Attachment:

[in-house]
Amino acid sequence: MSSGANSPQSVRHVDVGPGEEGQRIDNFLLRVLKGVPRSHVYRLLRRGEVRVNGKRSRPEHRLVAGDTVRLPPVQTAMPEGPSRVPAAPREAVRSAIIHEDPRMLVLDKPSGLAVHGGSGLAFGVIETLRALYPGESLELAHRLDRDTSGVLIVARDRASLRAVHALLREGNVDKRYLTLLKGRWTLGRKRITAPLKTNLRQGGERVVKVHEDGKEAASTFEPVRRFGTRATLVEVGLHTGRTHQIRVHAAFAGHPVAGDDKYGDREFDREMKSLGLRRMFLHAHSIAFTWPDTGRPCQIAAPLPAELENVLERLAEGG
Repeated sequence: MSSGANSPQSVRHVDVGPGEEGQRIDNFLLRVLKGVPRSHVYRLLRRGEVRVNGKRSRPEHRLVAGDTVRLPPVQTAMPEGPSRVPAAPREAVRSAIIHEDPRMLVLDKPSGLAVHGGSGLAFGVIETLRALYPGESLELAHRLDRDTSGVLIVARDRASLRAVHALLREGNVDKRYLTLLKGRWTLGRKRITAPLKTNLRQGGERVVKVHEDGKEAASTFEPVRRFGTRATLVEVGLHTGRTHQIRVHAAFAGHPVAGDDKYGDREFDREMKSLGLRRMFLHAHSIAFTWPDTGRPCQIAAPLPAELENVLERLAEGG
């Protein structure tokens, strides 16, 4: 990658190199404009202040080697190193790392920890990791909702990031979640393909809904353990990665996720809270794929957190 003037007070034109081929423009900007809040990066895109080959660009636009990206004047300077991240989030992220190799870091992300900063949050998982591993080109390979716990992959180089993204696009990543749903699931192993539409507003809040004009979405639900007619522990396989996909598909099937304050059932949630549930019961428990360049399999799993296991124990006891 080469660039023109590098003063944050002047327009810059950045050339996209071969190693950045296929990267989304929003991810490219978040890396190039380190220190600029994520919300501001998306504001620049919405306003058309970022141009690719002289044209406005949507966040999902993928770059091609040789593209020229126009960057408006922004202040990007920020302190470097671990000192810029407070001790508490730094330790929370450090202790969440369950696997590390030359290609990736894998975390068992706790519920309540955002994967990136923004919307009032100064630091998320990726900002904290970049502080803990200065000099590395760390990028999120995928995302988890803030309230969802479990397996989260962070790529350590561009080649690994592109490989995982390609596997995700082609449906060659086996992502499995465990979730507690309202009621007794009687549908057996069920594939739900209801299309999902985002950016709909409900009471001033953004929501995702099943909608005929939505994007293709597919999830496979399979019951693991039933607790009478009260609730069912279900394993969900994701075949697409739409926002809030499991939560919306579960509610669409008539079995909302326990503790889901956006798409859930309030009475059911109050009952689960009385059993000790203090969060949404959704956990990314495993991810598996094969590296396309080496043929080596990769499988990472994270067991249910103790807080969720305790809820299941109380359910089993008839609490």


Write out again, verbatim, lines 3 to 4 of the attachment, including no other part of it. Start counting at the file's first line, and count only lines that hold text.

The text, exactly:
Repeated sequence: MSSGANSPQSVRHVDVGPGEEGQRIDNFLLRVLKGVPRSHVYRLLRRGEVRVNGKRSRPEHRLVAGDTVRLPPVQTAMPEGPSRVPAAPREAVRSAIIHEDPRMLVLDKPSGLAVHGGSGLAFGVIETLRALYPGESLELAHRLDRDTSGVLIVARDRASLRAVHALLREGNVDKRYLTLLKGRWTLGRKRITAPLKTNLRQGGERVVKVHEDGKEAASTFEPVRRFGTRATLVEVGLHTGRTHQIRVHAAFAGHPVAGDDKYGDREFDREMKSLGLRRMFLHAHSIAFTWPDTGRPCQIAAPLPAELENVLERLAEGG
């Protein structure tokens, strides 16, 4: 990658190199404009202040080697190193790392920890990791909702990031979640393909809904353990990665996720809270794929957190 003037007070034109081929423009900007809040990066895109080959660009636009990206004047300077991240989030992220190799870091992300900063949050998982591993080109390979716990992959180089993204696009990543749903699931192993539409507003809040004009979405639900007619522990396989996909598909099937304050059932949630549930019961428990360049399999799993296991124990006891 080469660039023109590098003063944050002047327009810059950045050339996209071969190693950045296929990267989304929003991810490219978040890396190039380190220190600029994520919300501001998306504001620049919405306003058309970022141009690719002289044209406005949507966040999902993928770059091609040789593209020229126009960057408006922004202040990007920020302190470097671990000192810029407070001790508490730094330790929370450090202790969440369950696997590390030359290609990736894998975390068992706790519920309540955002994967990136923004919307009032100064630091998320990726900002904290970049502080803990200065000099590395760390990028999120995928995302988890803030309230969802479990397996989260962070790529350590561009080649690994592109490989995982390609596997995700082609449906060659086996992502499995465990979730507690309202009621007794009687549908057996069920594939739900209801299309999902985002950016709909409900009471001033953004929501995702099943909608005929939505994007293709597919999830496979399979019951693991039933607790009478009260609730069912279900394993969900994701075949697409739409926002809030499991939560919306579960509610669409008539079995909302326990503790889901956006798409859930309030009475059911109050009952689960009385059993000790203090969060949404959704956990990314495993991810598996094969590296396309080496043929080596990769499988990472994270067991249910103790807080969720305790809820299941109380359910089993008839609490």